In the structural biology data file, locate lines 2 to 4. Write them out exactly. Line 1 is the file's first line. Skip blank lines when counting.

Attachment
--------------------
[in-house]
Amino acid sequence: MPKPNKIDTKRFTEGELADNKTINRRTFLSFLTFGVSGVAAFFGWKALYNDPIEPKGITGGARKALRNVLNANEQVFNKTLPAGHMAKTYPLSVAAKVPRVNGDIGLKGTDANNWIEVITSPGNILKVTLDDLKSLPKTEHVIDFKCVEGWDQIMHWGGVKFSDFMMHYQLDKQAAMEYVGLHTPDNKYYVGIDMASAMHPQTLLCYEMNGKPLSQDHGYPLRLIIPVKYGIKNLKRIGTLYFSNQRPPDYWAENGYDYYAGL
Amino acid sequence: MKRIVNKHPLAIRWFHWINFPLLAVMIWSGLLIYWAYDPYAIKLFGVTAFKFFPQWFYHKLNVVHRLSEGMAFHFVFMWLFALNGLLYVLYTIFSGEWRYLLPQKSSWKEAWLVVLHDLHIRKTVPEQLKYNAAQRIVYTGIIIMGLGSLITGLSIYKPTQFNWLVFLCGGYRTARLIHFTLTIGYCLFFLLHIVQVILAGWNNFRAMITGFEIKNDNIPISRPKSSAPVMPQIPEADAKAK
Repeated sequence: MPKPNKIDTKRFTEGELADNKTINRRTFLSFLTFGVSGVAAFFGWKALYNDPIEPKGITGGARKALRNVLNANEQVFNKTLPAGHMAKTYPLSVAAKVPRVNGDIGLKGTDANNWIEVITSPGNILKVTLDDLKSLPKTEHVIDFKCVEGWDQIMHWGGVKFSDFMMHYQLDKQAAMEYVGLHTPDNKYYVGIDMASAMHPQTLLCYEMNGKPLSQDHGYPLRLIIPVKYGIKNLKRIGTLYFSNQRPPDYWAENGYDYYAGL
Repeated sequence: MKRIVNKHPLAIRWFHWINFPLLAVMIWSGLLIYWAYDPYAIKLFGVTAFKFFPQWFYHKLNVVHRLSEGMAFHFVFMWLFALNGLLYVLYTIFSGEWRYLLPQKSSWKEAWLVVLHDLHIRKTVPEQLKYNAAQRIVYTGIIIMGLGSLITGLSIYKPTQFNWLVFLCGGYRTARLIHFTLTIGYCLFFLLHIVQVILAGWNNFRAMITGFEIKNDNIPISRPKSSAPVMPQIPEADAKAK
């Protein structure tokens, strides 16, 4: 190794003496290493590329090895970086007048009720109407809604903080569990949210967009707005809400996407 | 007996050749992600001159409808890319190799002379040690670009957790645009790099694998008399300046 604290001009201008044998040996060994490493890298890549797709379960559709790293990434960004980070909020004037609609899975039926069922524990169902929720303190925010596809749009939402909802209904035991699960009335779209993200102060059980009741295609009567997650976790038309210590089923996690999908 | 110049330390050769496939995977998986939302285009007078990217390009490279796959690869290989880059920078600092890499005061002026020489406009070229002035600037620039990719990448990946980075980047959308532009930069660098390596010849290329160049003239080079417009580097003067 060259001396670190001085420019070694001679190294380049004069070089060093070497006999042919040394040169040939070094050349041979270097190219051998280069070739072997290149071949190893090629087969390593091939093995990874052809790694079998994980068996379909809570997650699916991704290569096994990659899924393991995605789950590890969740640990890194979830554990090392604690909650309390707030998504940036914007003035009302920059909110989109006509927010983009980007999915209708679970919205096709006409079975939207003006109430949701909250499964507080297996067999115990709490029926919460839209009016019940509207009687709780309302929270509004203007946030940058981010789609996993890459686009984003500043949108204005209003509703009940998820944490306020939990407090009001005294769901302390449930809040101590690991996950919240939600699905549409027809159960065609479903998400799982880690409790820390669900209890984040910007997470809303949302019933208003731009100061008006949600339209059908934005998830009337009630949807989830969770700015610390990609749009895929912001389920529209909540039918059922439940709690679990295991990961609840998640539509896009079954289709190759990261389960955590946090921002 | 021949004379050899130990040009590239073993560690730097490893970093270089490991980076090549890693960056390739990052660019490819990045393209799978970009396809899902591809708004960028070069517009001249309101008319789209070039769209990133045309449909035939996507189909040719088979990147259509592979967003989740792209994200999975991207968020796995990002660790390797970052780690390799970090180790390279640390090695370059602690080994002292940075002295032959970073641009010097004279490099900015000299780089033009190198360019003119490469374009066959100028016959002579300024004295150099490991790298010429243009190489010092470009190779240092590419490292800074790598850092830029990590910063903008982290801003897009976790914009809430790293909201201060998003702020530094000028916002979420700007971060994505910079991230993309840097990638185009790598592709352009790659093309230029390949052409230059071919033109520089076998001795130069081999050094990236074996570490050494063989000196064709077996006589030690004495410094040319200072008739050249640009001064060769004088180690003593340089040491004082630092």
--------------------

Amino acid sequence: MPKPNKIDTKRFTEGELADNKTINRRTFLSFLTFGVSGVAAFFGWKALYNDPIEPKGITGGARKALRNVLNANEQVFNKTLPAGHMAKTYPLSVAAKVPRVNGDIGLKGTDANNWIEVITSPGNILKVTLDDLKSLPKTEHVIDFKCVEGWDQIMHWGGVKFSDFMMHYQLDKQAAMEYVGLHTPDNKYYVGIDMASAMHPQTLLCYEMNGKPLSQDHGYPLRLIIPVKYGIKNLKRIGTLYFSNQRPPDYWAENGYDYYAGL
Amino acid sequence: MKRIVNKHPLAIRWFHWINFPLLAVMIWSGLLIYWAYDPYAIKLFGVTAFKFFPQWFYHKLNVVHRLSEGMAFHFVFMWLFALNGLLYVLYTIFSGEWRYLLPQKSSWKEAWLVVLHDLHIRKTVPEQLKYNAAQRIVYTGIIIMGLGSLITGLSIYKPTQFNWLVFLCGGYRTARLIHFTLTIGYCLFFLLHIVQVILAGWNNFRAMITGFEIKNDNIPISRPKSSAPVMPQIPEADAKAK
Repeated sequence: MPKPNKIDTKRFTEGELADNKTINRRTFLSFLTFGVSGVAAFFGWKALYNDPIEPKGITGGARKALRNVLNANEQVFNKTLPAGHMAKTYPLSVAAKVPRVNGDIGLKGTDANNWIEVITSPGNILKVTLDDLKSLPKTEHVIDFKCVEGWDQIMHWGGVKFSDFMMHYQLDKQAAMEYVGLHTPDNKYYVGIDMASAMHPQTLLCYEMNGKPLSQDHGYPLRLIIPVKYGIKNLKRIGTLYFSNQRPPDYWAENGYDYYAGL